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Games : Highly Recommended
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Release Date: December 17th, 2013 Movie Release Year: 2013

The Walking Dead Season 2: All That Remains

Overview -

Second to only 'The Last of Us', 'The Walking Dead: Season 1' was definitely one of the more emotional games that I played last year. Telltale's ability to weave such an impactful narrative was impressive and got me really hooked on this new style of episodic games. On the other hand, '400 Days' seemed like a wasted opportunity that didn't really build up any emotional empathy for those new characters. However, I do recommend that you play both games before entering into The Walking Dead: Season 2, if only to understand the motivations and journey of the main character, Clementine. (By the way, this will be a spoiler-free review.)

Telltale has provided the ability to import a save from both previous games into Season 2. While the choices you make in the first two games will have an impact on Season 2, the extent of that impact is fairly small in 'All That Remains.' If you are jumping into Season 2 without a previous save file, choices from those previous games will be automatically generated at random. It seems somewhat similar to the save import system in the 'Mass Effect' series, basically impacting the lives of characters in each successive episode.

Highly Recommended
Rating Breakdown
Tech Specs & Release Details
Release Date:
December 17th, 2013

Video Review


Visually, 'All That Remains' looks just as good as any previous episode of 'The Walking Dead.' I do believe that there have been some slight improvements to facial expressions, a helpful tool when attempting to read the feelings of other characters and choose a response that will help Clementine. Of course, you will notice some slowing of the framerate and occasional stuttering issues, but it's nothing that significantly detracts from the overall experience.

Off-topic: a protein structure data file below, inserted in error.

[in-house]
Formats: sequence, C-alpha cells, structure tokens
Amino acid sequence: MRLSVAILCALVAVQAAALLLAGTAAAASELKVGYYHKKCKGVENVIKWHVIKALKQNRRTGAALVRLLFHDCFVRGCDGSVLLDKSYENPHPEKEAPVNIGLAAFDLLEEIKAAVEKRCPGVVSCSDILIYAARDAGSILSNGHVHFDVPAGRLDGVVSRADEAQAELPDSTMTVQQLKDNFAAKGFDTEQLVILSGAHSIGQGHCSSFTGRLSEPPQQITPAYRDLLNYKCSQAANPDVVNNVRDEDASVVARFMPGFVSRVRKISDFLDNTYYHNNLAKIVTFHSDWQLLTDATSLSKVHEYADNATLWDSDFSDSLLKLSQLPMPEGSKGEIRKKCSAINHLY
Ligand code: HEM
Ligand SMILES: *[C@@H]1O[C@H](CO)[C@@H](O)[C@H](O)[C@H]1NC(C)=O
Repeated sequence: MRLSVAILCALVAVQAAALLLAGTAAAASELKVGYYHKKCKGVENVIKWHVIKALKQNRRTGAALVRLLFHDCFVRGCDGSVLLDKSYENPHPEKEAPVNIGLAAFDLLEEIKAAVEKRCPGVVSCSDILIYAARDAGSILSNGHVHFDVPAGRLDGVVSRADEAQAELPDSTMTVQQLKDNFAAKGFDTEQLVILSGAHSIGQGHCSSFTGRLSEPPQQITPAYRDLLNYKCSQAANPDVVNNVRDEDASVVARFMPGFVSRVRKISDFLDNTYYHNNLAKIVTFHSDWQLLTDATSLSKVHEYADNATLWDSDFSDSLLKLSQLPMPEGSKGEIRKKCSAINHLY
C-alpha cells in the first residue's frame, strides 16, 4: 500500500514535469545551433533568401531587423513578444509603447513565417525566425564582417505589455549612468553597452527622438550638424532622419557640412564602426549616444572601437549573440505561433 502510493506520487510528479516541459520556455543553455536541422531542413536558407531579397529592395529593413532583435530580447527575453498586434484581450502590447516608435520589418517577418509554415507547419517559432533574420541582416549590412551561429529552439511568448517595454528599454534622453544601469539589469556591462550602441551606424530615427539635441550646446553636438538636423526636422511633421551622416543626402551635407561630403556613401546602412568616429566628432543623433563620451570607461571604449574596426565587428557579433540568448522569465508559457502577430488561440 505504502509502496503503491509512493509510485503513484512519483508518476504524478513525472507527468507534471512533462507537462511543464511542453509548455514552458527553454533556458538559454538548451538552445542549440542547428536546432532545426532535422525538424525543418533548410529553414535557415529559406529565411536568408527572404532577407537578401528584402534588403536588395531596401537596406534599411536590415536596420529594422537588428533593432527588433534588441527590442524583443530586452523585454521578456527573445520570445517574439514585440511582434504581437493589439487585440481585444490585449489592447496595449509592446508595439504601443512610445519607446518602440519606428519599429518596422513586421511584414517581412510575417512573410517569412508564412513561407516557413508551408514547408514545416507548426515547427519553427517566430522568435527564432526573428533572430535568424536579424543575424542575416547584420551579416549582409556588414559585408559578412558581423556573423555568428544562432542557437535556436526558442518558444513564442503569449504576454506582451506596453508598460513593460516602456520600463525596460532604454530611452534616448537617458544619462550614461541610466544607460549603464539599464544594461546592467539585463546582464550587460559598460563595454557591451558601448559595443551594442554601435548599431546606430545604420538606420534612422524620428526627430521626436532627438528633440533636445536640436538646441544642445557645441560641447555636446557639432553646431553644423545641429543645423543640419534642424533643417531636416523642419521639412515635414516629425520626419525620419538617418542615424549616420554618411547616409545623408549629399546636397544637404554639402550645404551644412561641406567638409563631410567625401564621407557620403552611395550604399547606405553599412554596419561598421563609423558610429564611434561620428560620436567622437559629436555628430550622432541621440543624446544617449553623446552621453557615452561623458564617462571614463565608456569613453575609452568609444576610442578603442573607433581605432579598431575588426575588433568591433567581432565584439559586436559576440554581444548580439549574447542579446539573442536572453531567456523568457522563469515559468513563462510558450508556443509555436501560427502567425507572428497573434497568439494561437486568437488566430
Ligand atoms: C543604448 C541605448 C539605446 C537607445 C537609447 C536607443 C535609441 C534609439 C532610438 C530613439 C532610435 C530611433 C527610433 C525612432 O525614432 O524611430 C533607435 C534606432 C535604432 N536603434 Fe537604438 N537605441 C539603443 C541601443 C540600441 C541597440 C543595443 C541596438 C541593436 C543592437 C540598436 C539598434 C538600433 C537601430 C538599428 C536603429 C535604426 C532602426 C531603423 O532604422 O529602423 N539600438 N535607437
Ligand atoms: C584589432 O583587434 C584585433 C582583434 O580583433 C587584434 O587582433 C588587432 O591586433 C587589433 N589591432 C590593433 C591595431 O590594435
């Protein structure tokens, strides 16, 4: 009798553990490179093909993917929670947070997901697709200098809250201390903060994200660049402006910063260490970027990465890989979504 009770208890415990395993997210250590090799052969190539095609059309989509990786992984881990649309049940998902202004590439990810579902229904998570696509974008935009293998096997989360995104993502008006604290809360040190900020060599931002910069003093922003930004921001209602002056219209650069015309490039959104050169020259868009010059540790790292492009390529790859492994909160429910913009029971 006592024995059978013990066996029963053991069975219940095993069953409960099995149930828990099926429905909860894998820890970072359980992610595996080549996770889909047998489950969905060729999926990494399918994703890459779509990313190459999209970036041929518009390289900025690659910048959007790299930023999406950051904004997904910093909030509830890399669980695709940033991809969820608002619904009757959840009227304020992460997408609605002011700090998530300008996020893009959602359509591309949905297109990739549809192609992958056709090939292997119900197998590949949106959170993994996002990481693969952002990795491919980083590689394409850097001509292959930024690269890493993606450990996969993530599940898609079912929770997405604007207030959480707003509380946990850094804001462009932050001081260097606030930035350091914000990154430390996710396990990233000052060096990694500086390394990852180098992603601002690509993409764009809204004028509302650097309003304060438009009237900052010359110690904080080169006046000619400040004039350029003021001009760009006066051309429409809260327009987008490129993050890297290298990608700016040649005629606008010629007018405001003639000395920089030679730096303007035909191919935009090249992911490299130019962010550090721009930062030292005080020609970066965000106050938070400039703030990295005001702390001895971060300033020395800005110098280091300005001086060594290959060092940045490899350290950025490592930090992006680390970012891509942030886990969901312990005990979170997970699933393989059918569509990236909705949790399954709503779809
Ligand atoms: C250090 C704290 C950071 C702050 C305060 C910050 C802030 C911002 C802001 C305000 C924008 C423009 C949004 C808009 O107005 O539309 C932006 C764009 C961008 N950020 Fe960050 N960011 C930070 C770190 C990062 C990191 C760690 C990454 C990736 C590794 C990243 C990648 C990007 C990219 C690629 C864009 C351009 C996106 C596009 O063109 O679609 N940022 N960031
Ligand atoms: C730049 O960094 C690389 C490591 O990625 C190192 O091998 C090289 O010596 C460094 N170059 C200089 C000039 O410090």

Audio Review


Once again, the voice work in 'The Walking Dead' series is really what drives the narrative and let's the player build empathy for specific characters. Melissa Hutchison's work as Clementine is stellar. Incidentally, she's also the voice of Beauty in Telltale's 'The Wolf Among Us' as well as Trixie Trotter in Telltale's 'Back to the Future.' The rest of the voice cast is admirable and works well with the vast array of emotional states. The music is also on par with the previous season and the sound effects seem to be unchanged. Both help sell the overall uneasiness and suspense of each scenario.

In many respects, Telltale has traded the empty promise of hope during season 1 for pure, unadulterated fear in season 2. And I'm not sure that's a good thing. There's at least one scene in the game that's extremely difficult to handle and will make the majority of players squeamish to say the least. While Clementine clearly isn't the helpless girl of season 1, you still can't help fearing for her life around every corner. That fear builds continually throughout episode 1 and really doesn't let up. Sadly, there's no substantial payoff at the end of the episode, thus we are left wondering where Clementine 's journey will take her next.

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